Mr Cooper said if fire ants made it onto the Downs it would change the way locals operated.

“As a business, we do earthworks (moving), he said.

“The biggest impact will be on the agriculture industry.

“There’s got to be people working on the problem and making it go away.

“We’re all very close to the Army Base. It’s not out of the area, it’s right here in town”

Federal Member for Groom, Garth Hamilton is calling on all agencies involved in the response to detection of fire ants in Oakey to prioritise containment, decontamination and communication.

Mr Hamilton said it was important that biosecurity agencies and the National Fire Ant Eradication Program (NFAEP) work with the local community to provide more information about the risk and spread of fire ants in Oakey.

“Local residents and businesses are concerned about the lack of information being provided and we need to see state and federal agencies cooperating and sharing information,” he said.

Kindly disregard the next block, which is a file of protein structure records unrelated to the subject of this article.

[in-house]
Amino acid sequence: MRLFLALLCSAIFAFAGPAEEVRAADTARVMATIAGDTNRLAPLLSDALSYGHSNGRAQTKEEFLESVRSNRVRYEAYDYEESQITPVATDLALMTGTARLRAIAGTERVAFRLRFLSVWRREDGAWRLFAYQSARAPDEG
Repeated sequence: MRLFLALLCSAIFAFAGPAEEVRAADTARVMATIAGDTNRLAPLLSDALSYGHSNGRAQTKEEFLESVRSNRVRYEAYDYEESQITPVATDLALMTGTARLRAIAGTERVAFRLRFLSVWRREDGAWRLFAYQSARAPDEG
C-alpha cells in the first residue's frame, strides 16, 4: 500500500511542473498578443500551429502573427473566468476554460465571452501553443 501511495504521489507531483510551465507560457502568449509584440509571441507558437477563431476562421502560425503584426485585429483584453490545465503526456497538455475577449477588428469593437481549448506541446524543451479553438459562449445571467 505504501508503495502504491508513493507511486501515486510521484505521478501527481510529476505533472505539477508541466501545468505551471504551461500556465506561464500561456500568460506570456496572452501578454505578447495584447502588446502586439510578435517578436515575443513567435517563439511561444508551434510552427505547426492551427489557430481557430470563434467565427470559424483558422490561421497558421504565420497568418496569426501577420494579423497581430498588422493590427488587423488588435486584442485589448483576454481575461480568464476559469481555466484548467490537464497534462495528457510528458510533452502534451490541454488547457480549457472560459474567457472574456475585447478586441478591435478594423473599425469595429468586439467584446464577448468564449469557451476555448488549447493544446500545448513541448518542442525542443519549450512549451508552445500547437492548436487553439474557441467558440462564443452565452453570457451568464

“The NFAEP is responsible for the detection, containment and managing the biosecurity risks posed by fire ants.

“We do not need a blame game, we need heightened coordination and information sharing between levels of government, agencies responsible for responding to this detection and better engagement with the local community.”

Agricultural industry, biosecurity experts and downstream communities are concerned about the risk of spread via the Murray Darling.

“This risk goes beyond that of Oakey and the Darling Downs, and risks further downstream contamination in the Murray Darling,” Mr Hamilton said.

“I am calling on all levels of government and the relevant biosecurity agency to be upfront with our community to better help manage the risk and prevent further spread.

Mr Hamilton had raised his concerns with Minister for Agriculture, Murray Watt and Minister for Defence, Richard Marles.

A Community Consultation Meeting is planned for tomorrow afternoon (Thursday 2 May) 4.30pm at the Oakey Urban Landcare Centre at 50 Kelvinhaulgh Road.

Four speakers from the National Fire Ant Eradication Program will be speaking at the meeting and fielding questions about the outbreak.

Ring 0409 633 352 for further details.